The rich are fleeing Russia, and more than 15,000 millionaires — 15% of the country's ultrarich population — are expected to leave this year

  • Oops!
    Something went wrong.
    Please try again later.
Russian President Vladimir Putin
Rich Russians are fleeing President Vladimir Putin's country.Mikhail Svetlov/Getty Images
  • Over 15,000 millionaires are expected to flee Russia in 2022, the Henley Global Citizens Report said.

  • The number of rich people leaving Russia this year is expected to be three times as many as in 2019.

  • The top destination for wealthy individuals fleeing Russia is the United Arab Emirates.

More than 15,000 millionaires are expected to leave Russia this year as the rich flee the country amid sweeping sanctions over the war in Ukraine, a report published on Monday said.

The expected exodus accounts for 15% of Russia's millionaire pool, and it amounts to nearly three times the 5,500 millionaires who left Russia in 2019, according to the Henley Global Citizens Report. The report is based on information including official immigration data and real-estate purchases by millionaires.

Russia is "hemorrhaging millionaires," wrote Andrew Amoils, the head of research at New World Wealth, which worked on the report with Henley & Partners, a residency and citizenship advisory firm in London.

"Affluent individuals have been emigrating from Russia in steadily rising numbers every year over the past decade, an early warning sign of the current problems the country is facing," Amoils added. "Historically, major country collapses have usually been preceded by an acceleration in emigration of wealthy people, who are often the first to leave as they have the means to do so."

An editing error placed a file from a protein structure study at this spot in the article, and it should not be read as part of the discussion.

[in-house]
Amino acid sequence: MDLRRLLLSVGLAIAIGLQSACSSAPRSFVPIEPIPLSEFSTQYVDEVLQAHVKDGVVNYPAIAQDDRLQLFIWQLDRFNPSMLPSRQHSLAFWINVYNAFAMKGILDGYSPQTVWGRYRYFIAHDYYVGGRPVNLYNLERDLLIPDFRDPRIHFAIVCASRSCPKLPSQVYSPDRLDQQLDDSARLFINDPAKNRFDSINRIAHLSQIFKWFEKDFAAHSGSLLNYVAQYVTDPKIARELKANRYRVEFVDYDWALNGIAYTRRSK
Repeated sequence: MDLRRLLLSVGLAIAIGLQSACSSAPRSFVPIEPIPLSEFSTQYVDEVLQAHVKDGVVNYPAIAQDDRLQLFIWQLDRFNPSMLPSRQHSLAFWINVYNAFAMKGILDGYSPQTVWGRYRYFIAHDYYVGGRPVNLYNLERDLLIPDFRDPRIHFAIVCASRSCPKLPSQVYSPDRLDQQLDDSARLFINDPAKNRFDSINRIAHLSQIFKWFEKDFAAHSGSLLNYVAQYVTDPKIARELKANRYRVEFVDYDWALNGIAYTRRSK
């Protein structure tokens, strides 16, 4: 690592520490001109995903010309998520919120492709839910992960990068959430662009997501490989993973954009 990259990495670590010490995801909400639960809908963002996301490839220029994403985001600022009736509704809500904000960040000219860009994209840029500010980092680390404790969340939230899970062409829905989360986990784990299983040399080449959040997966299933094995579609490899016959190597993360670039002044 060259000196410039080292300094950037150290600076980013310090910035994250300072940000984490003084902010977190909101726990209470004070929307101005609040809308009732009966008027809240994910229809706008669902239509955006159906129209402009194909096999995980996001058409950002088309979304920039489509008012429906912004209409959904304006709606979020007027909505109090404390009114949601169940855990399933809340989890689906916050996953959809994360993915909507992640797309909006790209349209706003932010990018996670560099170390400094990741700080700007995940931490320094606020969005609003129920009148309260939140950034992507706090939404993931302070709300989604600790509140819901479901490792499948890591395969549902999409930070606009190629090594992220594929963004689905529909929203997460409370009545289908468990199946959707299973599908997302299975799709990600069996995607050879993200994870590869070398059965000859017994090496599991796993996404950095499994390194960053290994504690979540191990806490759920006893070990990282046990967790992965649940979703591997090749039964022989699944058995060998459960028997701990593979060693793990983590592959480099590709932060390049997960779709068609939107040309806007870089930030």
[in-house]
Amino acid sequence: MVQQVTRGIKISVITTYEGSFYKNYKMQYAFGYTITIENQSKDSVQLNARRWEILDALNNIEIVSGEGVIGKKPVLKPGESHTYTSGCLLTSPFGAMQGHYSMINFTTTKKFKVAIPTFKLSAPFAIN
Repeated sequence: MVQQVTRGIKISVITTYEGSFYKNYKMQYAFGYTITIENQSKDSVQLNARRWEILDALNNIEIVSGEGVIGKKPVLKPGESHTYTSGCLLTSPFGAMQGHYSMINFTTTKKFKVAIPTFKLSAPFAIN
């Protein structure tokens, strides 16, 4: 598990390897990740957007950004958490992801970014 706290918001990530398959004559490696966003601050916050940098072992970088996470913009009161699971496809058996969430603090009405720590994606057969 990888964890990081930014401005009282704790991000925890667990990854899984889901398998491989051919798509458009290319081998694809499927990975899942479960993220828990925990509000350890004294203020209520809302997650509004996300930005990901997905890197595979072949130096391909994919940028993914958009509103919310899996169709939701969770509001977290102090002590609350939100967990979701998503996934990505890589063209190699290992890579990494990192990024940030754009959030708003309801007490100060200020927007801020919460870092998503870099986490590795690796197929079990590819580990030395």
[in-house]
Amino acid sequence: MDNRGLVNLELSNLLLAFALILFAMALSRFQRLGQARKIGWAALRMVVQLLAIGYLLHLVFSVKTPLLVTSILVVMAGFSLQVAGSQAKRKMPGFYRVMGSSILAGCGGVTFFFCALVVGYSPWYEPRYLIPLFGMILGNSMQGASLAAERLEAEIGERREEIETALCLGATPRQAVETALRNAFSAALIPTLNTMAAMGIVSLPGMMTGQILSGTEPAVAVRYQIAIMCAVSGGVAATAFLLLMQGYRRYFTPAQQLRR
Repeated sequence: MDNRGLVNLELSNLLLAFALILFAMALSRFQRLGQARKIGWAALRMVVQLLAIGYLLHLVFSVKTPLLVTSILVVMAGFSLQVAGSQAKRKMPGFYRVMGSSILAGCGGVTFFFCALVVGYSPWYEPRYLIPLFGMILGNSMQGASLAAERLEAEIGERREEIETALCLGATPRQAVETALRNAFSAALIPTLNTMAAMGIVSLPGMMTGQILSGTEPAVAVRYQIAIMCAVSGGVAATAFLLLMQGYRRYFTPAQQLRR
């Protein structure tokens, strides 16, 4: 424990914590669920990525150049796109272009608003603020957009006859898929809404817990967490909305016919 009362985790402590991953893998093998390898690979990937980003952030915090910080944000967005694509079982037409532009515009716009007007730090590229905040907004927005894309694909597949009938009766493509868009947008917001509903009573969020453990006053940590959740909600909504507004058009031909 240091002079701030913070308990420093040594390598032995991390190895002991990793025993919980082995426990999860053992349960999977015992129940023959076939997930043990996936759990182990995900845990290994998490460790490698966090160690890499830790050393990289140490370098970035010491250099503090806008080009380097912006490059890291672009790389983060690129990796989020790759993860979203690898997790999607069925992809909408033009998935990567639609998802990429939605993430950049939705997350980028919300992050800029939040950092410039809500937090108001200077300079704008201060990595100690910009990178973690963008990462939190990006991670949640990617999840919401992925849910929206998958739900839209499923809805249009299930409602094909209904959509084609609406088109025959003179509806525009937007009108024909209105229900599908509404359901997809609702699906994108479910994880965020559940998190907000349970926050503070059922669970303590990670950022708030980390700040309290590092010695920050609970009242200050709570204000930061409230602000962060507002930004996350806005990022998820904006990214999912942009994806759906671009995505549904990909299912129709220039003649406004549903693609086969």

Russia was hit with sweeping sanctions after its invasion of Ukraine on February 24, prompting some of its wealthiest people to leave. Some oligarchs have fled to Dubai, United Arab Emirates, where they have been snapping up real estate, The Observer reported in March.

Overall, the United Arab Emirates has "become the focus of intense interest among affluent investors" and is expected to be the biggest winner as some 4,000 millionaires from around the world are expected to flock to the country in 2022 — a record for the city and a 208% jump over the net inflow of 1,300 in 2019, according to Amoils. The United Arab Emirates used to attract about 1,000 millionaires a year before the pandemic.

Amoils attributed the country's popularity to its status as an international business hub as well as its competitive tax rates.

Ukraine is also expected to lose millionaires, with a record 2,800 expected to leave the country this year, according to the migration-trends report. This represents 42% of Ukraine's millionaire population and, Amoils wrote, "it is difficult to know if these millionaires will return to Ukraine once the war ends, as many of them may be granted residence in other European countries."

Read the original article on Business Insider